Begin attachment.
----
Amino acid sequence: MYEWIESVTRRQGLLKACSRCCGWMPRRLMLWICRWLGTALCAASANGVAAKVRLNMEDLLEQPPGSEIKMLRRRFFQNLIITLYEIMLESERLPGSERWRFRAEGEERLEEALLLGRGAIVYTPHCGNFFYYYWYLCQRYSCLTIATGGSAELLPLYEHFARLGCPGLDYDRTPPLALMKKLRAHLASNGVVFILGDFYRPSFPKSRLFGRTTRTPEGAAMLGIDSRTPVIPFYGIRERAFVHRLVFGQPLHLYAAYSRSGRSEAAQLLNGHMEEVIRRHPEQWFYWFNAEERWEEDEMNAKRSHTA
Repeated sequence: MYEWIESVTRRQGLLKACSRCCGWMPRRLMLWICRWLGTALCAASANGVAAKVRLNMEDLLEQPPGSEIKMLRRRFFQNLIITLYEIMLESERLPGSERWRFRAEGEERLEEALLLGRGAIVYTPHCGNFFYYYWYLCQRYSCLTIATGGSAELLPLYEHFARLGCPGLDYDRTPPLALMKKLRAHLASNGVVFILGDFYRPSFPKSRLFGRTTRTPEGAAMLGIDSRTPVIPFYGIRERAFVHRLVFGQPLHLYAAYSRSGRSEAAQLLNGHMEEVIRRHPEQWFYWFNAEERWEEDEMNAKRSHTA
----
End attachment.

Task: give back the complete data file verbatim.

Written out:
Amino acid sequence: MYEWIESVTRRQGLLKACSRCCGWMPRRLMLWICRWLGTALCAASANGVAAKVRLNMEDLLEQPPGSEIKMLRRRFFQNLIITLYEIMLESERLPGSERWRFRAEGEERLEEALLLGRGAIVYTPHCGNFFYYYWYLCQRYSCLTIATGGSAELLPLYEHFARLGCPGLDYDRTPPLALMKKLRAHLASNGVVFILGDFYRPSFPKSRLFGRTTRTPEGAAMLGIDSRTPVIPFYGIRERAFVHRLVFGQPLHLYAAYSRSGRSEAAQLLNGHMEEVIRRHPEQWFYWFNAEERWEEDEMNAKRSHTA
Repeated sequence: MYEWIESVTRRQGLLKACSRCCGWMPRRLMLWICRWLGTALCAASANGVAAKVRLNMEDLLEQPPGSEIKMLRRRFFQNLIITLYEIMLESERLPGSERWRFRAEGEERLEEALLLGRGAIVYTPHCGNFFYYYWYLCQRYSCLTIATGGSAELLPLYEHFARLGCPGLDYDRTPPLALMKKLRAHLASNGVVFILGDFYRPSFPKSRLFGRTTRTPEGAAMLGIDSRTPVIPFYGIRERAFVHRLVFGQPLHLYAAYSRSGRSEAAQLLNGHMEEVIRRHPEQWFYWFNAEERWEEDEMNAKRSHTA